FRANCIS J. PODBIELSKI, MD, FACS
The first successful “open heart” surgical procedures were those performed for congenital abnormalities. Blalock and Taussig described a palliative procedure bearing their name for the treatment of cyanotic heart disease in 1945 . Dr. John Gibbon performed the first intracardiac operation with the aid of cardiopulmonary bypass in 1953 . Coronary revascularization for ischemic heart disease was popularized in the late 1960s. Approaches to each of these types of procedures have changed drastically with the development of new technologies. Within the scope of this review we will discuss the most frequently performed cardiac operations in the United States today, namely adult coronary revascularization and valve replacement or repair.
The gold standard against which new operative techniques are judged is a procedure performed via a full median sternotomy with central cardiopulmonary bypass. After cooling the body and heart via the pump perfusate, the aorta is cross-clamped; and antegrade, hyperkalemic solution (cardioplegia) is used to arrest the heart. This is frequently supplemented with retrograde cardioplegia and topical cold solution to the outer surface of the myocardium. Saphenous vein and/or internal thoracic arterial conduits are used to shunt blood from the ascending aorta to vessel targets on the heart. Valve replacement is accomplished by aortotomy or atriotomy. Upon completion of the bypass, repair, or replacement, the heart and body are rewarmed, the hyperkalemic coronary perfusate washed out, and the heart allowed to slowly resume its function as a pump.
As coronary revascularization became more popular, variations on the sequence of events and cardioplegic components (ie, cross-clamp removal, proximal graft anastomosis, warm vs. cold cardioplegia, blood vs. crystalloid cardioplegia) were each championed by their advocates. With the advent of new pharmacologic agents and monitoring techniques, surgeons began to re-examine the role of cardiopulmonary bypass in performing open-heart operations. One of the first “minimally invasive” techniques to be introduced was minimally invasive direct coronary artery bypass (MIDCAB). In its infancy, MIDCAB entailed a left anterior thoracotomy (usually the 4th interspace), through which the internal thoracic artery could be mobilized from the undersurface of the chest wall. After the pericardium was opened and traction sutures were placed, the heart could be rolled in the field of view and the mid-portion of the left anterior descending artery visualized. Common hand-held instruments were used to stabilize the heart. Bradycardia or intermittent cardiac arrest was achieved pharmacologically and a standard hand-sewn anastomosis performed.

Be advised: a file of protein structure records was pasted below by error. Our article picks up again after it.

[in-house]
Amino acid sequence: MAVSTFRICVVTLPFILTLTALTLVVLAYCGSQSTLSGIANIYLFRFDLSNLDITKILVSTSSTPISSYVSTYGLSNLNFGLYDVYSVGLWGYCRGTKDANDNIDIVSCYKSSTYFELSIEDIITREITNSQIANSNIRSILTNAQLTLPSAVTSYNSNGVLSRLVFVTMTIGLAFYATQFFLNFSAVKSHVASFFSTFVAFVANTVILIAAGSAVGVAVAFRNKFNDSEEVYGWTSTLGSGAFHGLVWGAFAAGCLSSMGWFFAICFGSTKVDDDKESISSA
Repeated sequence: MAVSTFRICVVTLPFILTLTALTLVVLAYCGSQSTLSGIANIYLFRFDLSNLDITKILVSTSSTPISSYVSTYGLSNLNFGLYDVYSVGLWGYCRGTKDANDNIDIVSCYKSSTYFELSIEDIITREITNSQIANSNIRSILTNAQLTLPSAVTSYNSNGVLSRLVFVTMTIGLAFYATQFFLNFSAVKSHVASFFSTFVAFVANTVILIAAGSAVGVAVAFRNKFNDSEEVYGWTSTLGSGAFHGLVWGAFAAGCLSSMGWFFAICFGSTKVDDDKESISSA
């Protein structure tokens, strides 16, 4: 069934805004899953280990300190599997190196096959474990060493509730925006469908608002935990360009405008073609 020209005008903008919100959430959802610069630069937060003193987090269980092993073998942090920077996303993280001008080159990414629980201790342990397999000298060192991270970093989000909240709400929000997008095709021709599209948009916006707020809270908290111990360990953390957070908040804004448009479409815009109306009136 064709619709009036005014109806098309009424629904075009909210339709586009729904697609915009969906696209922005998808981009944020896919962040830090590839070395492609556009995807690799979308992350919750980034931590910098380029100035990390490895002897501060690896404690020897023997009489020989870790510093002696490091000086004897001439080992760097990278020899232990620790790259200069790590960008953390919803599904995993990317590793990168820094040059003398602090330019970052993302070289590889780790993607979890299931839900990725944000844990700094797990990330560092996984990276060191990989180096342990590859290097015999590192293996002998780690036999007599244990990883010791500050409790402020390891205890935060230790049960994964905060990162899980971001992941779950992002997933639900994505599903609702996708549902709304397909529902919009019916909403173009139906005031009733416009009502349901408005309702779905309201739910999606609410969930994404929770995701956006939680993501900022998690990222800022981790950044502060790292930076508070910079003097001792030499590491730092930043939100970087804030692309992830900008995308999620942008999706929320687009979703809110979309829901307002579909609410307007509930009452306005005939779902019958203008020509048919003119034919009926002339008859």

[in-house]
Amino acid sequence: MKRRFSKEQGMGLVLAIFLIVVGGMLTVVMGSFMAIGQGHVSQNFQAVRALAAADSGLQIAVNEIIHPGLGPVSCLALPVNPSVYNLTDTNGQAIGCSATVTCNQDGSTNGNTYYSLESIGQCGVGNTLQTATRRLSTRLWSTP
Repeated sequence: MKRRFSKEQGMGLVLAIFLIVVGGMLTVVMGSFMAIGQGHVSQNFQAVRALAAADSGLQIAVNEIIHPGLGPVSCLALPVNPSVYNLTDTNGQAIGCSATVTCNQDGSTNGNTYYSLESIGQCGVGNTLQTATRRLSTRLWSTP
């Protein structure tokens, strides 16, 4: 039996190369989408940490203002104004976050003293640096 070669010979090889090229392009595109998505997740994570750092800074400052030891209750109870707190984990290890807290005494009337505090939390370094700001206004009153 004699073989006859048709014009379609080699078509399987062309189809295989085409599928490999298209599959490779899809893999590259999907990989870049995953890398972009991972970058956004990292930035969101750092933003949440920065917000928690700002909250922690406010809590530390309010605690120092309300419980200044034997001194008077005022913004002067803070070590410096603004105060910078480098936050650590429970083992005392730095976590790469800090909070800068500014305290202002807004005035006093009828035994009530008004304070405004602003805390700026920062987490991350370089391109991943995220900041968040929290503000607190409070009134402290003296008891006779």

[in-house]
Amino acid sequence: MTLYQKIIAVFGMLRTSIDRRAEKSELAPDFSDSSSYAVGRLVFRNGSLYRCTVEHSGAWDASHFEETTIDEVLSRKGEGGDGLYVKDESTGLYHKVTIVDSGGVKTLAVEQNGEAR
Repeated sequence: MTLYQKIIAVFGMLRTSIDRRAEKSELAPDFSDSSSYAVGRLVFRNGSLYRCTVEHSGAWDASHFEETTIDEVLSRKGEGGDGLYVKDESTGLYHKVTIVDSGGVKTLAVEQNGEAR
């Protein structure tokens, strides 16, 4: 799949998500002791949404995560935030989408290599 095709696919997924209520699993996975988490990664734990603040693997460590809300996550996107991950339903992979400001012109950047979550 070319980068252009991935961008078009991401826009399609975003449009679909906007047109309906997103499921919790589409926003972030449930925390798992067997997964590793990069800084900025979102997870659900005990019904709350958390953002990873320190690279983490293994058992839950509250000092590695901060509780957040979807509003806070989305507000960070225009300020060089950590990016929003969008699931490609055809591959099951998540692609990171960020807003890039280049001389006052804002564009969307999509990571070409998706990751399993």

Various vessel occluders, suction devices, and gas delivery systems were tried to maintain a bloodless field during the anastomosis. Currently, there are several commercially available stabilization devices that focally stop virtually all movement of the heart. This coupled with a moisturized gas delivery system enables optimal results. Drawbacks of MIDCAB include a limited number and range of target vessels . Some studies have actually shown increased pain, greater tissue destruction, and an increase in the rate of wound infections with this technique compared to off-pump coronary artery bypass (OPCAB) .
OPCAB encompasses a variety of approaches to coronary bypass grafting with one central feature – no cardiopulmonary bypass. In addition to its well-known deleterious effects on blood components and end organ function (ie, liver, pancreas), cardiopulmonary bypass has also been shown to cause long-term cognitive changes. Some investigators have actually shown cardiopulmonary bypass to be an independent risk factor for higher morbidity or mortality [5,6]. Full sternotomy OPCAB procedures offer virtually the same range of exposure as their on-pump counterparts in light of left main coronary artery disease  and poor preoperative left ventricular function . Off-pump techniques are equal in success and safety even in patients requiring emergent procedures  and those undergoing concomitant carotid endarterectomy .
Partial sternotomy and lateral thoracotomy approaches have been described with equal success. Thoracoscopic coronary anastomosis has been proven feasible, but tremor amplification via a long instrument made this technique difficult and time-consuming– until the introduction of robotics. Mechanical dampening (if not complete) ablation of human tremor and added degrees of freedom in motion have been a major breakthrough in the development of totally endoscopic coronary revascularization.